The jumping to important bits and leaving out the interim action- even when we've been led up to expect to see the action- and the emphasis on results also feels like manga cutting. We don't need to see it all. What matters is seeing the characters' faces as they deal with what happened.
I must add, in all honesty, that the last third or so reminded me of Angel Sanctuary as well, in its chaotic three cars driving down a cliff fashion. Keeping track of who's where doing what gets impossible as the various whos set out to get hold of the other whos who have just magicked out in a blast of flame, somehow *not* taking the villain who was bolted into the room with them along. In fact the villain is both alive and in favour as of book 2, and I'm seriously perplexed as to both how and why. He's a traitor to the throne several times over, at the very least; why does the throne still think he's necessary?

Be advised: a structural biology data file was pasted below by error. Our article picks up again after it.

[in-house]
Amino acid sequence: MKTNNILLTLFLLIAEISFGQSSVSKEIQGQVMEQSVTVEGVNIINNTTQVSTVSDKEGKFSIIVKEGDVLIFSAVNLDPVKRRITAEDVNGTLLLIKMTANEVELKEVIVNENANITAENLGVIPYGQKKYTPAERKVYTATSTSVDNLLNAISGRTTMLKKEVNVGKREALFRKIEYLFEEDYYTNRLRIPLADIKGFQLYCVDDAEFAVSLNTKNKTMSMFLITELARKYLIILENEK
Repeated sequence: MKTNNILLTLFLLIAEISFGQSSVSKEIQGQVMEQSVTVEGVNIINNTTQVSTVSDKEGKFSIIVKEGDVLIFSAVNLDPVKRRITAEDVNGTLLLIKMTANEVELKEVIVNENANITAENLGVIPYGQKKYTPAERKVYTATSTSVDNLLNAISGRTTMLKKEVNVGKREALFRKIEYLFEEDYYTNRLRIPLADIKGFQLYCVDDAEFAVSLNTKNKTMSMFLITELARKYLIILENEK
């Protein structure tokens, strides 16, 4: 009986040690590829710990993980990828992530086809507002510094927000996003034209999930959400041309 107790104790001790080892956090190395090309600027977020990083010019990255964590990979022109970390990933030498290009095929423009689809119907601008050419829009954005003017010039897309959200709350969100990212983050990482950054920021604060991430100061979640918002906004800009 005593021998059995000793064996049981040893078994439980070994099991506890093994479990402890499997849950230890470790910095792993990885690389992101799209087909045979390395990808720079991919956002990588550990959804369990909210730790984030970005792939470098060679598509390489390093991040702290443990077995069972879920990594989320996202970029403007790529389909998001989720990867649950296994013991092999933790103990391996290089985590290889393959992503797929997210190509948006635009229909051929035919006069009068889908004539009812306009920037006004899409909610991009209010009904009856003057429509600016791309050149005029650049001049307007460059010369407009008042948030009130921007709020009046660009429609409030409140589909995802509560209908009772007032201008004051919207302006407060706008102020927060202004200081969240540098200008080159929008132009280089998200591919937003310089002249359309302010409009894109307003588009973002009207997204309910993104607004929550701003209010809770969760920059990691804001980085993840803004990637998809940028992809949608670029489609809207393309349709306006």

I was wondering how she'd avoid having her umm major character avoid the Marty Stu pit he seemed to be so nonchalantly galloping towards. Making him male-type dense at important moments wasn't the solution I was hoping for, perhaps, though it works only too well. (Stupid *git*.) And I need to find a term for this type of character, cause Marty Stu isn't it. Peter Wimsey is, maybe. You're not supposed to identify with this perfect male, you (the female reader by default) are supposed to fall in love with him yourself.